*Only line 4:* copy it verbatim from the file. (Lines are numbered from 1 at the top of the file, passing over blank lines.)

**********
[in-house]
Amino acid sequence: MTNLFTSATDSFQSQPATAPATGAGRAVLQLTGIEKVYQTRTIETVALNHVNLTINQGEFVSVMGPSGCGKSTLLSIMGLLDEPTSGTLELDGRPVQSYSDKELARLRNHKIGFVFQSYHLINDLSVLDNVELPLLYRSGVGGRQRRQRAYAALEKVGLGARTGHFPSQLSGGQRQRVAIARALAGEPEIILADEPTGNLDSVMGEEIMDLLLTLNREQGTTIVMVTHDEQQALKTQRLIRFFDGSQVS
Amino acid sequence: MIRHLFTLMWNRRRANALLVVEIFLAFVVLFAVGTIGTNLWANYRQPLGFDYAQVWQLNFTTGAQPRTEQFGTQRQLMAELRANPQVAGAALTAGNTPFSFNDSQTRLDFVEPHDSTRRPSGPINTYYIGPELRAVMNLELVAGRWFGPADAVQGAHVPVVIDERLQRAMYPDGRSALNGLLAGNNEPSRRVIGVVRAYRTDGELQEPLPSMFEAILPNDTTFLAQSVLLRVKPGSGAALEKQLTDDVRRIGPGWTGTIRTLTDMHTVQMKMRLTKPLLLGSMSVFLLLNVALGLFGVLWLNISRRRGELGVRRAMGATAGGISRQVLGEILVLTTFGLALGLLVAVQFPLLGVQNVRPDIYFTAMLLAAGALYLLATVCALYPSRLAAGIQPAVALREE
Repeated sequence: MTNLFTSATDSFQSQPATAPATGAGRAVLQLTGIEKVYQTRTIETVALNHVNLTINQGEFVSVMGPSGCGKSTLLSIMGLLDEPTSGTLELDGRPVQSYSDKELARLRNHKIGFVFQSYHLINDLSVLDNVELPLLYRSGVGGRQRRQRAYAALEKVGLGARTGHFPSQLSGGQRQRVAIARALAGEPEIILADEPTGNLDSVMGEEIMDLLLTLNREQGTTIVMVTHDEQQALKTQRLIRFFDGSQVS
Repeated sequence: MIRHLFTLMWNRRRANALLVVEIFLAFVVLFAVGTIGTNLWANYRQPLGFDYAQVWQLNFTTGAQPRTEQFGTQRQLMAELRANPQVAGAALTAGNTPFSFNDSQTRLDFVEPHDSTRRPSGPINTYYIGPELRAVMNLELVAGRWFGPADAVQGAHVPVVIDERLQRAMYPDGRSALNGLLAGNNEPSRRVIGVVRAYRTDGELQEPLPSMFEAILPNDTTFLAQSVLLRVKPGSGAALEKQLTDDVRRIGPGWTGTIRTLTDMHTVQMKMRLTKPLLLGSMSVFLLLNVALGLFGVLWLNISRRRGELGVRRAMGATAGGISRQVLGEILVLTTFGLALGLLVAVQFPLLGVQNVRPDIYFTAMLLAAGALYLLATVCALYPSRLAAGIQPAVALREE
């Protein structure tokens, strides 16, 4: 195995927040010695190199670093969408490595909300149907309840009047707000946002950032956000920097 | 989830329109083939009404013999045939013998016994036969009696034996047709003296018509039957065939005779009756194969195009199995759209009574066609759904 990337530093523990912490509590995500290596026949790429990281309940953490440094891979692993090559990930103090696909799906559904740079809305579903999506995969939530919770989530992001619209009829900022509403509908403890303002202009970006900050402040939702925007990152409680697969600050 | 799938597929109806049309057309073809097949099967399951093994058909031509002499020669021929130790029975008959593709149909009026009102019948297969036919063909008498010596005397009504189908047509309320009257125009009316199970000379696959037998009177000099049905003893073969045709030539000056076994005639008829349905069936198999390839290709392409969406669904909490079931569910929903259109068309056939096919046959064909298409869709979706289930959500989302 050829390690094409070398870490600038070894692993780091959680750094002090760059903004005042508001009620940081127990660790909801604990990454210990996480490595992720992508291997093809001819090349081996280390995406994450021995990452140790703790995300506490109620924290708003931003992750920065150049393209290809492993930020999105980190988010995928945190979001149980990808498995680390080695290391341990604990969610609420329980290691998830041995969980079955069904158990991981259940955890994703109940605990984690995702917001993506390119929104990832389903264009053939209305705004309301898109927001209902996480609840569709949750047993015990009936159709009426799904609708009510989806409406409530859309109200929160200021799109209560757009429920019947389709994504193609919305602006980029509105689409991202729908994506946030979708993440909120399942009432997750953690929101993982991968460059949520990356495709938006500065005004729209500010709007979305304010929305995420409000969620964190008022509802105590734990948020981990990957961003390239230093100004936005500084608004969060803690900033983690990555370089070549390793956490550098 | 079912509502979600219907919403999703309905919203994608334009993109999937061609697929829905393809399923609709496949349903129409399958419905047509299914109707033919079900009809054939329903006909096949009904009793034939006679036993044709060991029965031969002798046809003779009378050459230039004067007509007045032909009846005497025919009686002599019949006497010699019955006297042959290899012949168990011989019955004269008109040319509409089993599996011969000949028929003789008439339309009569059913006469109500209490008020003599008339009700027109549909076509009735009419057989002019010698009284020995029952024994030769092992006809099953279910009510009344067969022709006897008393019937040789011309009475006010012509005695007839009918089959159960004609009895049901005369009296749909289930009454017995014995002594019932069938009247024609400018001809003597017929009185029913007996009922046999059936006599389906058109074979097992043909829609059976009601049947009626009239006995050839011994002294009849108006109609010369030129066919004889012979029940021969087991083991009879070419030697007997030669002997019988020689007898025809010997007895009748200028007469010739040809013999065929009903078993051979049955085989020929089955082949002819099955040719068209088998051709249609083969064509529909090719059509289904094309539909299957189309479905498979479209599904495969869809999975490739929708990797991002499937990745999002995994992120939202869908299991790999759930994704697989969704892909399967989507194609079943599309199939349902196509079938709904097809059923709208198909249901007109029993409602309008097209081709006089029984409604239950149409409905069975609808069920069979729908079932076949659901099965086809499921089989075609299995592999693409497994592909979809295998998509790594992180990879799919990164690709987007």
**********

Repeated sequence: MTNLFTSATDSFQSQPATAPATGAGRAVLQLTGIEKVYQTRTIETVALNHVNLTINQGEFVSVMGPSGCGKSTLLSIMGLLDEPTSGTLELDGRPVQSYSDKELARLRNHKIGFVFQSYHLINDLSVLDNVELPLLYRSGVGGRQRRQRAYAALEKVGLGARTGHFPSQLSGGQRQRVAIARALAGEPEIILADEPTGNLDSVMGEEIMDLLLTLNREQGTTIVMVTHDEQQALKTQRLIRFFDGSQVS